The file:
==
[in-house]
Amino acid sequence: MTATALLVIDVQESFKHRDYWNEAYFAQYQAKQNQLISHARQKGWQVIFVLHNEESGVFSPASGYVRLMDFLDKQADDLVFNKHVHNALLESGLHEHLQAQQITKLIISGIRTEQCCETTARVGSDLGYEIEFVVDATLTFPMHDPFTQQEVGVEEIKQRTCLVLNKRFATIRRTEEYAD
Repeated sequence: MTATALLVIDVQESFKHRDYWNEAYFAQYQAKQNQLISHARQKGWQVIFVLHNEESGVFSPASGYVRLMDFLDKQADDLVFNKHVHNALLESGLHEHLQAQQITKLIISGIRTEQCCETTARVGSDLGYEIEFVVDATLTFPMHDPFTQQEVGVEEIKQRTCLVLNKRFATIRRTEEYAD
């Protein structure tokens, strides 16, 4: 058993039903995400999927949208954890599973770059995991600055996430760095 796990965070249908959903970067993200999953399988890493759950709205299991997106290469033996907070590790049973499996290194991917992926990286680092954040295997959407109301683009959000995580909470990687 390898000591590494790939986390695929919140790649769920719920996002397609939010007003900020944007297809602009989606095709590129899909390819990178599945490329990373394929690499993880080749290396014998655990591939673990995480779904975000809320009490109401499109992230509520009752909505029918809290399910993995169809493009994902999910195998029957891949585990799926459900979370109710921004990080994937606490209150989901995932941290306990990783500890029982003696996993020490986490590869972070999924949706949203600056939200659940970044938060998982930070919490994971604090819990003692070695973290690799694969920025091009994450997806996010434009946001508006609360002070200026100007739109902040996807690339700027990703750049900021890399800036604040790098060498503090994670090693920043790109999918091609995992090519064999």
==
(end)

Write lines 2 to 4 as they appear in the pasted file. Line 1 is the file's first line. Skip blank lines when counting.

Amino acid sequence: MTATALLVIDVQESFKHRDYWNEAYFAQYQAKQNQLISHARQKGWQVIFVLHNEESGVFSPASGYVRLMDFLDKQADDLVFNKHVHNALLESGLHEHLQAQQITKLIISGIRTEQCCETTARVGSDLGYEIEFVVDATLTFPMHDPFTQQEVGVEEIKQRTCLVLNKRFATIRRTEEYAD
Repeated sequence: MTATALLVIDVQESFKHRDYWNEAYFAQYQAKQNQLISHARQKGWQVIFVLHNEESGVFSPASGYVRLMDFLDKQADDLVFNKHVHNALLESGLHEHLQAQQITKLIISGIRTEQCCETTARVGSDLGYEIEFVVDATLTFPMHDPFTQQEVGVEEIKQRTCLVLNKRFATIRRTEEYAD
């Protein structure tokens, strides 16, 4: 058993039903995400999927949208954890599973770059995991600055996430760095 796990965070249908959903970067993200999953399988890493759950709205299991997106290469033996907070590790049973499996290194991917992926990286680092954040295997959407109301683009959000995580909470990687 390898000591590494790939986390695929919140790649769920719920996002397609939010007003900020944007297809602009989606095709590129899909390819990178599945490329990373394929690499993880080749290396014998655990591939673990995480779904975000809320009490109401499109992230509520009752909505029918809290399910993995169809493009994902999910195998029957891949585990799926459900979370109710921004990080994937606490209150989901995932941290306990990783500890029982003696996993020490986490590869972070999924949706949203600056939200659940970044938060998982930070919490994971604090819990003692070695973290690799694969920025091009994450997806996010434009946001508006609360002070200026100007739109902040996807690339700027990703750049900021890399800036604040790098060498503090994670090693920043790109999918091609995992090519064999």